Alexis de Tocqueville published Democracy in America in two volumes (1835 & 1840) after traveling to the United States in the early 1830′s.  Originally in French, it was translated into English quickly and became well known in Europe and America.

Thomas Jefferson on History

History, in general, only informs us what bad government is.  But as we have employed some of the best materials of the British constitution in the construction of our own government, a knowlege of British history becomes useful to the American politician. There is, however, no general history of that country which can be recommended.”     “Letter of Thomas Jefferson to John Norvell Washington,” June 14, 1807.


What did Thomas Jefferson Read on Government? 

In 1807 President Thomas Jefferson responded to the questions of John Norvell Washington regarding the study of civil government and history.  The letter is dated June 14, 1807.  Jefferson answered plainly: “I think there does not exist a good elementary work on the organization of society into civil government: I mean a work which presents in one full & comprehensive view the system of principles on which such an organization should be founded, according to the rights of nature.”

However, did Jefferson know of any books that might suffice?  He wrote, “I should recommend Locke on Government, Sidney, Priestley’s Essay on the first Principles of Government, Chipman’s Principles of Government, & the Federalist. Adding, perhaps, Beccaria on crimes & punishments, because of the demonstrative manner in which he has treated that branch of the subject.”

First, he recommended John Locke’s Treatises on Civil Government.  This is no surprise since he borrowed heavily from Locke’s ideas to write the Declaration of Independence.  Second, he recommended Algernon Sidney’s Discourses Concerning Government.  Sidney was a republican contemporary of Locke who opposed the Restoration Monarchy and suffered execution for it in 1683.  Both authors wrote in response to Robert Filmer’s Patriarcha (a defense of the divine right of monarchs) and both dealt with the arguments of Thomas Hobbes regarding absolute rule.  Third, Jefferson referred to Joseph Priestley’s Essay on the First Principles of Government in which he argued for political and religious liberty in England in the late 18th century.  Fourth, Jefferson recommended Nathaniel Chipman’s Sketches of the Principles of Civil Government.  Chipman was a lawyer, politician, and judge from Vermont.  He had fought in the Revolutionary War.  Lastly, Jefferson recommended the Federalist Papers written by James Madison, John Jay, and Alexander Hamilton.  One could argue that these works form the basis for classical liberal and early American political thought.  Cesare Beccaria’s On Crimes and Punishments laid the foundation for modern criminology and called for reform of prisons in 1764.  It condemned both torture and the death penalty.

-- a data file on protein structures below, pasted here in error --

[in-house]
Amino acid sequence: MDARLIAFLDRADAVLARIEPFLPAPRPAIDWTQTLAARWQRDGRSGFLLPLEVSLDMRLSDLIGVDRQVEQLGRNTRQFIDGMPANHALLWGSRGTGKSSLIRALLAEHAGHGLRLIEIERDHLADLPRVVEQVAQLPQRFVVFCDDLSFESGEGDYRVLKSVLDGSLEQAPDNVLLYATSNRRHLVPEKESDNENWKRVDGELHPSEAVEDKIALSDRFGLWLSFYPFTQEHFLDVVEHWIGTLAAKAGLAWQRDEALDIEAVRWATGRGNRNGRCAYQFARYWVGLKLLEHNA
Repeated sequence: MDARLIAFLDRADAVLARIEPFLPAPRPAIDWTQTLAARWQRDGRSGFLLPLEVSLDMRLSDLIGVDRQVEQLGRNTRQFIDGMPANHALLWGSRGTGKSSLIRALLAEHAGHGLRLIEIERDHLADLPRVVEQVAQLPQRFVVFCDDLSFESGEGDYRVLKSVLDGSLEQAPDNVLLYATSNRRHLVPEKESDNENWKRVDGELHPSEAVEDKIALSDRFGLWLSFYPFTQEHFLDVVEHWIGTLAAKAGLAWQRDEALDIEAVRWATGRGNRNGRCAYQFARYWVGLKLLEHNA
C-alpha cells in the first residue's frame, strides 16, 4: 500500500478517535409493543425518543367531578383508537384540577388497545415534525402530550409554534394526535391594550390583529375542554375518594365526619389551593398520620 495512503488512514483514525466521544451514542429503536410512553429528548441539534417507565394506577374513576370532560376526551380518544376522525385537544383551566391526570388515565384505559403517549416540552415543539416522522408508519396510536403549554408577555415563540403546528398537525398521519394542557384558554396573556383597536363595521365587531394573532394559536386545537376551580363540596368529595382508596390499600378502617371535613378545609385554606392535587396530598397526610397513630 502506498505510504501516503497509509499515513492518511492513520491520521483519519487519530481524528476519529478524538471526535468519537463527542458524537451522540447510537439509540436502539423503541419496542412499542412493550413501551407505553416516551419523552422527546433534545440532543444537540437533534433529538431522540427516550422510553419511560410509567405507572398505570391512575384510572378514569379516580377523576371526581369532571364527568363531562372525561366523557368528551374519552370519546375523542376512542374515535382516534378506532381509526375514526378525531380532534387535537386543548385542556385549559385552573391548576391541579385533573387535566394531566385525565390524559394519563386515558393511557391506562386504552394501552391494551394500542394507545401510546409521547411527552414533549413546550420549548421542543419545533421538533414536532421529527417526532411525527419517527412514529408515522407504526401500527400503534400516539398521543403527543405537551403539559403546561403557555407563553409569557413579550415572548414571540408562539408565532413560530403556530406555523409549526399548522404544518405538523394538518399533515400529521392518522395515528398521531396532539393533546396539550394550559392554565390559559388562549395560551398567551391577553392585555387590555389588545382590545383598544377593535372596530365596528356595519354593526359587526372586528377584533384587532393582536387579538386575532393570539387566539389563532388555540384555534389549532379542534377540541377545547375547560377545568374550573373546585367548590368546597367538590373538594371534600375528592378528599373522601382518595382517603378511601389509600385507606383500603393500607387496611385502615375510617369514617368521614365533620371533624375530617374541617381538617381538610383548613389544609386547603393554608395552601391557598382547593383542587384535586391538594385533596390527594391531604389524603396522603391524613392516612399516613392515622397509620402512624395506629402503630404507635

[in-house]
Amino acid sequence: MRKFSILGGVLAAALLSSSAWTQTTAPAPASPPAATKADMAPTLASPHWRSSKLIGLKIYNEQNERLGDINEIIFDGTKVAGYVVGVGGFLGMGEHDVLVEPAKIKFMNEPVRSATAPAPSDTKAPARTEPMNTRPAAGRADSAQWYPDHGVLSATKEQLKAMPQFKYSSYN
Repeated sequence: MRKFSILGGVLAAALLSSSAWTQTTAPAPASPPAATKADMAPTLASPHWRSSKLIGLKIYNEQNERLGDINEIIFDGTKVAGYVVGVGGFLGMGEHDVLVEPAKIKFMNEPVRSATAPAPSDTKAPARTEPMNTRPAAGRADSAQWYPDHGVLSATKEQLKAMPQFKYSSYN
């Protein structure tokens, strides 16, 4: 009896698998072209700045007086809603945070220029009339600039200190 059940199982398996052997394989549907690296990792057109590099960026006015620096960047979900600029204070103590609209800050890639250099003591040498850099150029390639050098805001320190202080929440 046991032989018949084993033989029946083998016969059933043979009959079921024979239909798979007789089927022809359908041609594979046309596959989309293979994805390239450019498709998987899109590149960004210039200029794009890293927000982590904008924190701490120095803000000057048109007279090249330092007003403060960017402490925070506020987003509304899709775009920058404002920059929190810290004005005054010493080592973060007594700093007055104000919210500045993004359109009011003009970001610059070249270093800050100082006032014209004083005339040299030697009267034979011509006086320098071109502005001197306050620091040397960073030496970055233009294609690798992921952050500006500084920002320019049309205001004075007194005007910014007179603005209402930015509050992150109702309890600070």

Jefferson could have stopped there but he chose to recommend two works on money and commerce.  First, he encouraged Mr. Washington to read Adam Smith’s The Wealth of Nations which rejected government-regulated mercantilism and argued generally in favor of free markets and self-interested merchants.  Second, Jefferson recommended Jean-Baptiste Say’s work on economics which at the time was only available in its original French Traité d’économie politique. It was later translated into English and influenced economic theory in the 19th century. (Do a search on Say’s Law.)

In this letter Thomas Jefferson has recommended the works we should read to understand civil government and economics in the early 19th century.  He set forth a list of works on classical liberalism and free market economics.  They are all available in print and many of them in complete texts online.  Perhaps, we should at least be familiar with the basic arguments of these works.



Martin Luther on the Source of Reason and Intellect

“It is amazing that the evangelist St. John is able to discuss such sublime and weighty matters in such plain and simple language.  He wants to say the Son of God draws so close to men that He is their Light.  And this Light is far different from that which all the irrational animals perceive.  The cows and the pigs, to be sure, also enjoy the universal light of the sun by day and the light of the moon by night.  But man alone is endowed with the glorious light of reason and intellect.  Man’s ability to devise so many noble arts and skills, his wisdom, dexterity, and ingenuity, all are derived from this Light, or from the Word, who was the Light of men.  Thus this Light, Christ, is not merely a light for itself; but with this light He illumines men, so that all reason, wisdom, and dexterity that are not false or devilish emanate from this Light, who is the Wisdom of the eternal Father.”  Martin Luther, Sermons on the Gospel of St John, in Luther’s Works, vol. 22, p. 30. [Emphasis Added]

While preaching on John 1:4, Luther explains the significance of human beings made in the image of God.  Notice that Christ as the Light illuminates humanity and provides all intellectual, artistic, and even mechanical gifts.